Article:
Environmental Challenges & Global Health

Subject POPH90230 (2016)

Note: This is an archived Handbook entry from 2016.

Credit Points: 12.5
Level: 9 (Graduate/Postgraduate)
Dates & Locations:

This subject has the following teaching availabilities in 2016:

July, Parkville - Taught on campus.
Pre-teaching Period Start not applicable
Teaching Period 18-Jul-2016 to 22-Jul-2016
Assessment Period End 02-Sep-2016
Last date to Self-Enrol 19-Jul-2016
Census Date 29-Jul-2016
Last date to Withdraw without fail 19-Aug-2016

Subject Dates: 18 - 22 July, 2016

Timetable can be viewed here. For information about these dates, click here.
Time Commitment: Contact Hours: 30 hours: 5 x 6 hours days in a block
Total Time Commitment:

170 Hours





Recommended Background Knowledge:


Non Allowed Subjects:


Core Participation Requirements:

For the purposes of considering request for Reasonable Adjustments under the Disability Standards for Education (Cwth 2005), and Students Experiencing Academic Disadvantage Policy, academic requirements for this subject are articulated in the Subject Description, Subject Objectives, Generic Skills and Assessment Requirements of this entry.
The University is dedicated to provide support to those with special requirements. Further details on the disability support scheme can be found at the Disability Liaison Unit website.


Assoc Prof Grant Blashki



Melbourne School of Population and Global Health


Currently enrolled students:

Future Students:

Subject Overview:

Improving global health in the long term requires a deep appreciation of the impact of environmental issues at local, national and global scales. Three key public health threats that require complex multidisciplinary solutions are climate change, water security, and nuclear weapons. Students of this subject will explore these interrelated planetary challenges, their profound implications for population health, and the demand for high level integrated problem solving in the coming decades.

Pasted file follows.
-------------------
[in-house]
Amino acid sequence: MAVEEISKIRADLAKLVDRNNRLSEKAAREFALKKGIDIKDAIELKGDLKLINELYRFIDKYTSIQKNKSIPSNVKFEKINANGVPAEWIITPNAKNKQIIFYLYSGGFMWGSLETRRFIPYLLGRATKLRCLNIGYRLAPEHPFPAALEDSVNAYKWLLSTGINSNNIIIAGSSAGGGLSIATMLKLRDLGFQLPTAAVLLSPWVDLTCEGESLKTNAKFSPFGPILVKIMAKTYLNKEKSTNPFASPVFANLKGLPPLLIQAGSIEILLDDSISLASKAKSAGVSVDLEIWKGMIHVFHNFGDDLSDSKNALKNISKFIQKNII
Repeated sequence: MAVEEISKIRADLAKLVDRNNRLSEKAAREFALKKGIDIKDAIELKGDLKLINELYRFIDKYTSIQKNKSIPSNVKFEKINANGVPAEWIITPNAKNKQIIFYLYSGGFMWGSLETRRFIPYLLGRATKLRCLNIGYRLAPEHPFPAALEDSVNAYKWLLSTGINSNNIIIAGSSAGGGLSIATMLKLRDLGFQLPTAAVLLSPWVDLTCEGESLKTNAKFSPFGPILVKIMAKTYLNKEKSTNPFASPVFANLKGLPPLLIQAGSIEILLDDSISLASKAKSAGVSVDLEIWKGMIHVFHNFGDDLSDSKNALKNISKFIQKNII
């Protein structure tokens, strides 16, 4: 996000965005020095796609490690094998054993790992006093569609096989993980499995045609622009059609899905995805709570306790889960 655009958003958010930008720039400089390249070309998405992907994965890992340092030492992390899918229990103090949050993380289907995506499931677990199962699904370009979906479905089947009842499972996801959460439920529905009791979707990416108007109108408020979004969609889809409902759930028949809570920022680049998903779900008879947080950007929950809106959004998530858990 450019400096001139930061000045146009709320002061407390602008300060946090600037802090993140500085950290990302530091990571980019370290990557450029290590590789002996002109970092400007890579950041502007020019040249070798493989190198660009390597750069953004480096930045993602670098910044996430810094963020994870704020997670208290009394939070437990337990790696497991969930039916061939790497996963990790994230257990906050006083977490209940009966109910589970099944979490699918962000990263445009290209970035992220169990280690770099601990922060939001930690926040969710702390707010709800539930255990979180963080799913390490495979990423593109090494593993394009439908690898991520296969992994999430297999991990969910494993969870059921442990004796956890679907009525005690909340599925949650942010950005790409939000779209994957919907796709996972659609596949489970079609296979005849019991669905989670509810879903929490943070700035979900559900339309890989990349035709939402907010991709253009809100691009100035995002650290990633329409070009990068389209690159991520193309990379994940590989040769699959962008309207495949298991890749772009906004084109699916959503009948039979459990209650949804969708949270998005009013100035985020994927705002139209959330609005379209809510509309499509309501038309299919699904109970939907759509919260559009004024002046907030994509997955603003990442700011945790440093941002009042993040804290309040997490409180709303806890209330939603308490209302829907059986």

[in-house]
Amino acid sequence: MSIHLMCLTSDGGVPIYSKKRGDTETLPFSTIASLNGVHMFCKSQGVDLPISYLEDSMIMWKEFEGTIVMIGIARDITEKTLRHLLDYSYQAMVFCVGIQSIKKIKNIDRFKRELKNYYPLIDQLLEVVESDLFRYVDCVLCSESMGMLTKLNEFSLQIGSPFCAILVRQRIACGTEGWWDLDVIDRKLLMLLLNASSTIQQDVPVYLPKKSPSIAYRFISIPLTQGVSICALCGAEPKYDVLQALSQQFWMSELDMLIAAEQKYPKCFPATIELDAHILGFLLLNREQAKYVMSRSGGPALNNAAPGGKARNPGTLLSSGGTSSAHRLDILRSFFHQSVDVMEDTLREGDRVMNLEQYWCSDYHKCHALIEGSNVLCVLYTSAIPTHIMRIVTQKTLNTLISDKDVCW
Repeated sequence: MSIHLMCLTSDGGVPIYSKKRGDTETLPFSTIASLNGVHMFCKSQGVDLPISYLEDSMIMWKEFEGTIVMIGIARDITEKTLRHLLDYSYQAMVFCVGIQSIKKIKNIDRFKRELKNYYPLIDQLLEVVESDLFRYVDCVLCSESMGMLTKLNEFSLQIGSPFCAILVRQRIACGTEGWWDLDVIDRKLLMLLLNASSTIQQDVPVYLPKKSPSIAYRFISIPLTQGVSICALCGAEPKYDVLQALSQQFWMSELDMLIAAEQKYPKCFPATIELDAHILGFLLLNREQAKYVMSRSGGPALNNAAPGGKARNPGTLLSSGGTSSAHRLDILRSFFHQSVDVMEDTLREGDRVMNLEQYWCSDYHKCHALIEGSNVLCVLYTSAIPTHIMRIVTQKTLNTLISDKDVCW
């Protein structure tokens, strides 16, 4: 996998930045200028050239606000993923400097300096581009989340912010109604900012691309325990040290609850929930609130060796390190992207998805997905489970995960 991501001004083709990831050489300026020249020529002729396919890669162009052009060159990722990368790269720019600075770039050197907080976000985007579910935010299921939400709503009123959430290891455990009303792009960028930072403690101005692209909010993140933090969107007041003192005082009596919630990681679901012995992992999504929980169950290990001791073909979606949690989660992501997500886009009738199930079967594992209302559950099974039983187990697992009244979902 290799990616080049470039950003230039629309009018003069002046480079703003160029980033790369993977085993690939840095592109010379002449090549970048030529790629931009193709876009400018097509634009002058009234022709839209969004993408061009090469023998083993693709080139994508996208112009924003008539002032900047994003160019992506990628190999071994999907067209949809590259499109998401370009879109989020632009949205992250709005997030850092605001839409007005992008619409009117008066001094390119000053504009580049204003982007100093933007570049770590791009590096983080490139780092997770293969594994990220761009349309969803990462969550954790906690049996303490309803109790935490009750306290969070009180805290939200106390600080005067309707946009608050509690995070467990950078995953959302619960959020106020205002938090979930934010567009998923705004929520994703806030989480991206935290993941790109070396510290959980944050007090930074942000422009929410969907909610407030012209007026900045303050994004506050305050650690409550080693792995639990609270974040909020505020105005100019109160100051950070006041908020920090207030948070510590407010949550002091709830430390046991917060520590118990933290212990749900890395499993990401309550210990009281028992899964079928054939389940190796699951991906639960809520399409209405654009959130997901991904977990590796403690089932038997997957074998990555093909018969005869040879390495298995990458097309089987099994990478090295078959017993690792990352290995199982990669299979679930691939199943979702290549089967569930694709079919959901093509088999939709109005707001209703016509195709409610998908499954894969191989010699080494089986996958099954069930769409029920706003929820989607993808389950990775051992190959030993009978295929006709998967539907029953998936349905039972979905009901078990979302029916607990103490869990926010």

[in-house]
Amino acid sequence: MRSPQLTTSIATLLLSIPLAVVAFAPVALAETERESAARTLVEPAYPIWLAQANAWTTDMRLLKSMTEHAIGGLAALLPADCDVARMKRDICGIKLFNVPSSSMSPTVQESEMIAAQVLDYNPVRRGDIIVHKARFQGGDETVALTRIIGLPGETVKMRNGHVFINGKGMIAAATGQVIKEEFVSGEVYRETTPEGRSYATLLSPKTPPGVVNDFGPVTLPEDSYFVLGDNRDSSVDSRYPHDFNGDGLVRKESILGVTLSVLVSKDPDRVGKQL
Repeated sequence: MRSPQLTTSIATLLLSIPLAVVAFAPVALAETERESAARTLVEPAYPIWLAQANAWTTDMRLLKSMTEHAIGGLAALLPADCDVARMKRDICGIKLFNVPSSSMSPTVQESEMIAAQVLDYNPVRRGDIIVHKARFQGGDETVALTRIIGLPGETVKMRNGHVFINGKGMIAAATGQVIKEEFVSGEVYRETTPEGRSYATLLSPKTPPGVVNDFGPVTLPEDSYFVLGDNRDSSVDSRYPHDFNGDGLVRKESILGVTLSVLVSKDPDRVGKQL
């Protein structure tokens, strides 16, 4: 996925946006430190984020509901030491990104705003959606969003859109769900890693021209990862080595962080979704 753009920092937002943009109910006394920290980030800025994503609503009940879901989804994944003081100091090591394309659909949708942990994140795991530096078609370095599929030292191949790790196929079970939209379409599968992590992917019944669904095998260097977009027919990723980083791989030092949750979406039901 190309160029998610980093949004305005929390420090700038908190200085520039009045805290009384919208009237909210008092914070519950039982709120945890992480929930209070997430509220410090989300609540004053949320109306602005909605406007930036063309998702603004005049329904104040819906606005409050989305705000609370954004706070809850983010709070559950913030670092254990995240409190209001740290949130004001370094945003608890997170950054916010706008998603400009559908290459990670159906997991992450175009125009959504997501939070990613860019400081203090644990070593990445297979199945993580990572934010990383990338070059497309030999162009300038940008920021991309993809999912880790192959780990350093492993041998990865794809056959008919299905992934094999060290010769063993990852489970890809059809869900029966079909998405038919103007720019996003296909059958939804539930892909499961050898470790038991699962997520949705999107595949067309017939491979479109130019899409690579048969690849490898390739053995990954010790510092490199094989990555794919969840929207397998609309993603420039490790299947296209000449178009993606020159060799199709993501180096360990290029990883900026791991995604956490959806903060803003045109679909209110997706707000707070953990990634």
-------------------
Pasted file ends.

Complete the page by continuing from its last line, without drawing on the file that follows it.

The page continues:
Learning Outcomes:

On the completion of this subject students should be able to:

  • Critically assess the scientific principles and evidence of climate change impacts on health
  • Articulate the importance of water to health at local national and global levels
  • Analyse the health evidence and issues around nuclear energy, weapons and medical nuclear materials
  • Synthesize the inter-relationships between climate change, water security and nuclear energy, and the implications for health

  • Oral group presentation (4-5 students per group) of 20 minutes due on the last teaching day (20%);
  • A critical analysis of 1000 words of a key article due 2 weeks after the last teaching day (20%);
  • An essay of 3,000 words due six weeks after the last teaching day (60%)

Hurdle Requirement: Attendance at a minimum of 80% is required to pass this subject.

Prescribed Texts:

Students will be issued key readings for this subject.

Breadth Options:

This subject is not available as a breadth subject.

Fees Information: Subject EFTSL, Level, Discipline & Census Date
Generic Skills:

Upon completion of this subject, students will have developed skills in:

  • Critical thinking and analysis,
  • Finding, evaluation and using relevant information,
  • Problem-solving,
  • Written communication.

Links to further information: http://www.mspgh.unimelb.edu.au
Related Course(s): Master of Public Health
Related Majors/Minors/Specialisations: Climate Change
Climate Change
Education and Social Change
Electives in the Master of Veterinary Public Health (Emergency Animal Disease)
Environment and Public Health
Global Health
Integrated Water Catchment Management
Public Health
Tailored Specialisation
Tailored Specialisation
Waste Management

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